Cheers! The Chinese are choosing Chianti over Chardonnay.
China has topped the traditional wine-producing countries of France and Italy to become the world's biggest consumer of red wine, according to a study by International Wine & Spirit Research commissioned by Vinexpo.
Chinese downed 1.865 billion bottles of red wine last year, contributing to a 136 percent rise in consumption over the past five years, the survey showed.
The U.S. remained the world's biggest consumer of all types of wines.
Analysts say red is viewed as a lucky color in China, so it helps explain a preference for full-bodied reds over crisp white wines.
The latest data on red wine consumption shows that China has pushed traditional wine-drinking countries France and Italy into second and third place respectively.
China consumed 155 million cases of red wine in 2013, while France downed 150 million cases and Italy polished off 141 million cases.
Consumption of wine and spirits in China, the world's second biggest economy with over a billion people, has risen sharply in recent years alongside an increasingly affluent consumer society.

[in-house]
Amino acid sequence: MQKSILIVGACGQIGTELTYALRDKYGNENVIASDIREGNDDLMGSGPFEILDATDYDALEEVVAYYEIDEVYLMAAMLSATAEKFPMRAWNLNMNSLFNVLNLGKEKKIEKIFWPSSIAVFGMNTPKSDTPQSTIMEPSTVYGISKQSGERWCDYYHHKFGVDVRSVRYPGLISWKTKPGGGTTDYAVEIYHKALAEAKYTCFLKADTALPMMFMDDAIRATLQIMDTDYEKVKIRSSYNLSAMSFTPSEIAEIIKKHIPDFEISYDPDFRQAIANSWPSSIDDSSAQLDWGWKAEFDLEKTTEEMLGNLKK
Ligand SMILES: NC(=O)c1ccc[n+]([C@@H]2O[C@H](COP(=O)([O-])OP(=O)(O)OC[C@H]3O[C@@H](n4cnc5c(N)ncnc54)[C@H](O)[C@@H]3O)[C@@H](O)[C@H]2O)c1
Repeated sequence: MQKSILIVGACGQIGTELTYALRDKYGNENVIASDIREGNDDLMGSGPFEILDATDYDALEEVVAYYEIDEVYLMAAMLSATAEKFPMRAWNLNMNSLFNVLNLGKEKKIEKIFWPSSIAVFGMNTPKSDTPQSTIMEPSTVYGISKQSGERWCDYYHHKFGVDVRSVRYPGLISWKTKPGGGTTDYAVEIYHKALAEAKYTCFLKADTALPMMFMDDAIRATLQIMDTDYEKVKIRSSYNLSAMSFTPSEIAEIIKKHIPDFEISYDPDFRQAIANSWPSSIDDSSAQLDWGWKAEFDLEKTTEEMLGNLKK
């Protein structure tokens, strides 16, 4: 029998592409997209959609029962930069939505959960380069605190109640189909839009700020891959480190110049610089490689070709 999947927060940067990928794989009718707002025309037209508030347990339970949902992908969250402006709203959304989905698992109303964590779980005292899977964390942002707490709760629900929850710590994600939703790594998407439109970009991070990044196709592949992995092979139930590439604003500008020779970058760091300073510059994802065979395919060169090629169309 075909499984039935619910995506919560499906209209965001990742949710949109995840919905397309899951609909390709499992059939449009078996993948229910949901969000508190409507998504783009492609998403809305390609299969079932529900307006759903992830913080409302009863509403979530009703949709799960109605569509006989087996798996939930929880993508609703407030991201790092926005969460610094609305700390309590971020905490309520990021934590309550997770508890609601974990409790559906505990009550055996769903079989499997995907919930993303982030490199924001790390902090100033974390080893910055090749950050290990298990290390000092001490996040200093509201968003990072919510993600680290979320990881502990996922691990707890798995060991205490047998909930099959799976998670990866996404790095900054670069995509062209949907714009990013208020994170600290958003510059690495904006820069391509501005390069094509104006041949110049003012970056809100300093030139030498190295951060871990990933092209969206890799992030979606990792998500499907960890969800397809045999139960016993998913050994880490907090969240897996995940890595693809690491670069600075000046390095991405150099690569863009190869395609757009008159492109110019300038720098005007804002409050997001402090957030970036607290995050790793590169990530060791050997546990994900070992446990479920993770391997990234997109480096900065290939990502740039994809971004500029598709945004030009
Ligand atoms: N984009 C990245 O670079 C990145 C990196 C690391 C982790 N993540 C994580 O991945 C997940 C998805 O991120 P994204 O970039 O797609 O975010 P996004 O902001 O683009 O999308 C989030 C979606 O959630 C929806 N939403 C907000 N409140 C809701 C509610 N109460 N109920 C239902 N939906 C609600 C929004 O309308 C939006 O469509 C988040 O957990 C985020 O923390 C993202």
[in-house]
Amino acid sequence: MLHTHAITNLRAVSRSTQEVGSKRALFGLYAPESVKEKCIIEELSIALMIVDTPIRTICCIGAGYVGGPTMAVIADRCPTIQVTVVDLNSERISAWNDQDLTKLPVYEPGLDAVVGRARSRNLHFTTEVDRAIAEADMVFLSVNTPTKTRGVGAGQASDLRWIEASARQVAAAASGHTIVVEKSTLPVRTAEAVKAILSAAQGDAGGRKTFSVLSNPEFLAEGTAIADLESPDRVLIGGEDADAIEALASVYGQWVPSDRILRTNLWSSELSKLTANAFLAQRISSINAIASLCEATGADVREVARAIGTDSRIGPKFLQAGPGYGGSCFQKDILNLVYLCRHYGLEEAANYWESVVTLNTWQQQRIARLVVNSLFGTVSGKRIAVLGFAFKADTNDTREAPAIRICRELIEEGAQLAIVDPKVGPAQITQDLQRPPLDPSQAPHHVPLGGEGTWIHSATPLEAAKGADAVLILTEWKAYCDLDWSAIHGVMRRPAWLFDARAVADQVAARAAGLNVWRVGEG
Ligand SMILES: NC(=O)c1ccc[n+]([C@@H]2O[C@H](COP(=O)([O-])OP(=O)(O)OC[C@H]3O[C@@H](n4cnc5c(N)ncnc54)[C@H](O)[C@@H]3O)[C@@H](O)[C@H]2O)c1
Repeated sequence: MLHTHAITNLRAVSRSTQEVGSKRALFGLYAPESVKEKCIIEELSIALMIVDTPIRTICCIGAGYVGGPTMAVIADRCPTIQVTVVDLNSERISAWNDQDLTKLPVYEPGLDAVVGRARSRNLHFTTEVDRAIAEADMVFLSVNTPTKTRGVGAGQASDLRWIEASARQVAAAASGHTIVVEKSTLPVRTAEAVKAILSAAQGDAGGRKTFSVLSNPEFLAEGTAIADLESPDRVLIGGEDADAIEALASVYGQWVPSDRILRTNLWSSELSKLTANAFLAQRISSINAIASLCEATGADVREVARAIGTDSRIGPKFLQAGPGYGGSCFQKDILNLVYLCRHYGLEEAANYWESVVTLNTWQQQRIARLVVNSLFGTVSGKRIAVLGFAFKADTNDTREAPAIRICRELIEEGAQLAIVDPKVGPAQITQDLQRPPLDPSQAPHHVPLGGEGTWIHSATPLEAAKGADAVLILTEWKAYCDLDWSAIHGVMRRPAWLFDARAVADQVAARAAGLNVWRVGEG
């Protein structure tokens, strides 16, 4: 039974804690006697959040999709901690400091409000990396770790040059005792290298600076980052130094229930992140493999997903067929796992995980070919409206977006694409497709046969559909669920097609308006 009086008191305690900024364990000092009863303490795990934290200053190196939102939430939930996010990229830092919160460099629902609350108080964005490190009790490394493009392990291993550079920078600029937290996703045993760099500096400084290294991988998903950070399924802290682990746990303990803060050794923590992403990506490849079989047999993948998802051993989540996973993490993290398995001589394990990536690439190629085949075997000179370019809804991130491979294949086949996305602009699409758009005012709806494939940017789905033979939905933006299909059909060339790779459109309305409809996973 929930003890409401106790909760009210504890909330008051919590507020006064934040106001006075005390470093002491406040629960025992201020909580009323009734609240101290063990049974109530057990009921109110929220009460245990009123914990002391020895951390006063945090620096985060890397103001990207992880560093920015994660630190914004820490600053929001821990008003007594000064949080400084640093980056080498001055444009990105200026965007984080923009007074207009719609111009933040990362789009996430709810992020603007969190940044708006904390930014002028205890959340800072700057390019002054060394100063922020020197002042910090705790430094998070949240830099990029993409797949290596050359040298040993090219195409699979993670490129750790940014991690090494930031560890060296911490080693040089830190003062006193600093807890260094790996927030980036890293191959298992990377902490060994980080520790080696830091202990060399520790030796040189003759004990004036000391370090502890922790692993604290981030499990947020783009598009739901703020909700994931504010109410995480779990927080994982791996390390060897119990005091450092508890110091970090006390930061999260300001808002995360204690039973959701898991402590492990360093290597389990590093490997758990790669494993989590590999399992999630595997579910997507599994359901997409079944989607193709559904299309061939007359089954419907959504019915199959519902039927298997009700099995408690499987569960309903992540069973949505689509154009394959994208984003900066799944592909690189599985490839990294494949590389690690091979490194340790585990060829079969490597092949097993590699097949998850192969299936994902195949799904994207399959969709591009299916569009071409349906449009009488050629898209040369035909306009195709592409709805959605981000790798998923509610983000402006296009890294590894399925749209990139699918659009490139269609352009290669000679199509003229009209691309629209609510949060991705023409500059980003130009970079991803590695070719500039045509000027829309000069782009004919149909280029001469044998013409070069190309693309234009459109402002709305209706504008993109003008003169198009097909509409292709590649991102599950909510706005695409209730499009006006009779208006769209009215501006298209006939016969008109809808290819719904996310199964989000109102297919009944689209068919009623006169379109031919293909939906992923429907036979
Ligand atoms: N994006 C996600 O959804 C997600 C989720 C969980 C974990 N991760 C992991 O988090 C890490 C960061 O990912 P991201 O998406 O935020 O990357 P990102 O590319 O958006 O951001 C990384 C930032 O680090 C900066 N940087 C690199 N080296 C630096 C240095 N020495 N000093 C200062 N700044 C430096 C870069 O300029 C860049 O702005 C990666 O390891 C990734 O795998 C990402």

Asian buyers also continue to power the biggest demand for fine wines, with Sotheby's sales in Hong Kong totaling $25.5 million last year. London sales came in at $20 million, with New York ringing up $12.5 million.
In fact, China's growing thirst is contributing to the risk of a global wine shortage, Morgan Stanley said late last year.
According to that report, increasing consumption levels in both China and the U.S. combined with declines in European production in 2012 following poor harvests in France, Italy and Spain, has raised the risk of a global shortage, which could lead to higher prices and increased demand for exports.
This shortage is expected to be exacerbated as demand from the U.S., the world's second largest consumer of wine after France, and China, the fifth largest importer, grows, Morgan Stanley said.
Wine consumption in China has doubled twice over the past five years and is expected to double again by 2016 to 400 million cases, matching U.S. consumption levels.